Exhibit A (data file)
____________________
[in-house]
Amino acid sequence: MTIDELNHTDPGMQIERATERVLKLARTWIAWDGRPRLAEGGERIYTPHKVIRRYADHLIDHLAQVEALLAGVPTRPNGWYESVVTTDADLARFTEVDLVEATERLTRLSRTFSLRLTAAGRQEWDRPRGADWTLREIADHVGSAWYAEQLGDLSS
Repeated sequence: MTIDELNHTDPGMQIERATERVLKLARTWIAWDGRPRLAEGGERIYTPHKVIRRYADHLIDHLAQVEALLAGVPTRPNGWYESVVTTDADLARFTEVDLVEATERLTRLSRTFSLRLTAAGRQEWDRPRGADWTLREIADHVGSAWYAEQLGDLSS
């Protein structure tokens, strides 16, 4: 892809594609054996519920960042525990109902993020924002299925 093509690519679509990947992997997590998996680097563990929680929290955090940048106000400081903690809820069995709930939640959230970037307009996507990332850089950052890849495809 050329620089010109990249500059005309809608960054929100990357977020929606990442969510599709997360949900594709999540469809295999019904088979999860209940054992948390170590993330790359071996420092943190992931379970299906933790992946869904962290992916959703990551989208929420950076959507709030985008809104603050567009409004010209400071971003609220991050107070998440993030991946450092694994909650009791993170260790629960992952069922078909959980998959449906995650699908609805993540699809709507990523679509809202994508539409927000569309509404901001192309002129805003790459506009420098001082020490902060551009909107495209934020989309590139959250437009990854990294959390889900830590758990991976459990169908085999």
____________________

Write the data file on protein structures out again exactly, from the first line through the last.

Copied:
[in-house]
Amino acid sequence: MTIDELNHTDPGMQIERATERVLKLARTWIAWDGRPRLAEGGERIYTPHKVIRRYADHLIDHLAQVEALLAGVPTRPNGWYESVVTTDADLARFTEVDLVEATERLTRLSRTFSLRLTAAGRQEWDRPRGADWTLREIADHVGSAWYAEQLGDLSS
Repeated sequence: MTIDELNHTDPGMQIERATERVLKLARTWIAWDGRPRLAEGGERIYTPHKVIRRYADHLIDHLAQVEALLAGVPTRPNGWYESVVTTDADLARFTEVDLVEATERLTRLSRTFSLRLTAAGRQEWDRPRGADWTLREIADHVGSAWYAEQLGDLSS
């Protein structure tokens, strides 16, 4: 892809594609054996519920960042525990109902993020924002299925 093509690519679509990947992997997590998996680097563990929680929290955090940048106000400081903690809820069995709930939640959230970037307009996507990332850089950052890849495809 050329620089010109990249500059005309809608960054929100990357977020929606990442969510599709997360949900594709999540469809295999019904088979999860209940054992948390170590993330790359071996420092943190992931379970299906933790992946869904962290992916959703990551989208929420950076959507709030985008809104603050567009409004010209400071971003609220991050107070998440993030991946450092694994909650009791993170260790629960992952069922078909959980998959449906995650699908609805993540699809709507990523679509809202994508539409927000569309509404901001192309002129805003790459506009420098001082020490902060551009909107495209934020989309590139959250437009990854990294959390889900830590758990991976459990169908085999």